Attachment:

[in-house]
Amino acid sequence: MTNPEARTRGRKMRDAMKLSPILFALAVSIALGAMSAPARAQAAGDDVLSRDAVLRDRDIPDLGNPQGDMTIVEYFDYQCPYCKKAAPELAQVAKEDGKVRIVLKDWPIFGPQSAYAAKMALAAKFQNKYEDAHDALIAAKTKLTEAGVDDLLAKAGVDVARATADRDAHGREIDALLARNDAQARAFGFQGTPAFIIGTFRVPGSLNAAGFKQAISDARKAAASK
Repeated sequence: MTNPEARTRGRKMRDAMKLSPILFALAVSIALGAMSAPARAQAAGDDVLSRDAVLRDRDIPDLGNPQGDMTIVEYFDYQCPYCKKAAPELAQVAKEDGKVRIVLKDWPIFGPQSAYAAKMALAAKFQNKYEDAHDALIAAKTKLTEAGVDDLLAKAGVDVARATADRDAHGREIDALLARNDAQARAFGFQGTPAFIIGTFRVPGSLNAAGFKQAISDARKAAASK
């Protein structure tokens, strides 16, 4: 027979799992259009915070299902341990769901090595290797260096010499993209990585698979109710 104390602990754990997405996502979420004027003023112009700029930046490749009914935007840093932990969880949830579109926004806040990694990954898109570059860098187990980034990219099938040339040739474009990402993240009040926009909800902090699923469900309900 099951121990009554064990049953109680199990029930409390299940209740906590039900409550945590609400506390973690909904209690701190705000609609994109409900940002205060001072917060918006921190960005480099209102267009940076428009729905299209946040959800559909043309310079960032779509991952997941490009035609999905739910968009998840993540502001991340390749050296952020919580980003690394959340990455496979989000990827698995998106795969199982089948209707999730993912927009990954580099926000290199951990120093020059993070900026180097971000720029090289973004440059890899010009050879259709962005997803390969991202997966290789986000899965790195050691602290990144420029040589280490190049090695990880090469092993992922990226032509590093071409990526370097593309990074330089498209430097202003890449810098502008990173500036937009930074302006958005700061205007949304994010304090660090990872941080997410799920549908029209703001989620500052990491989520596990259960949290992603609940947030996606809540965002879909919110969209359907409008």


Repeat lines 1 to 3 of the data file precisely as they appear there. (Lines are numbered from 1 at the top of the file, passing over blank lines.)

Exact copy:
[in-house]
Amino acid sequence: MTNPEARTRGRKMRDAMKLSPILFALAVSIALGAMSAPARAQAAGDDVLSRDAVLRDRDIPDLGNPQGDMTIVEYFDYQCPYCKKAAPELAQVAKEDGKVRIVLKDWPIFGPQSAYAAKMALAAKFQNKYEDAHDALIAAKTKLTEAGVDDLLAKAGVDVARATADRDAHGREIDALLARNDAQARAFGFQGTPAFIIGTFRVPGSLNAAGFKQAISDARKAAASK
Repeated sequence: MTNPEARTRGRKMRDAMKLSPILFALAVSIALGAMSAPARAQAAGDDVLSRDAVLRDRDIPDLGNPQGDMTIVEYFDYQCPYCKKAAPELAQVAKEDGKVRIVLKDWPIFGPQSAYAAKMALAAKFQNKYEDAHDALIAAKTKLTEAGVDDLLAKAGVDVARATADRDAHGREIDALLARNDAQARAFGFQGTPAFIIGTFRVPGSLNAAGFKQAISDARKAAASK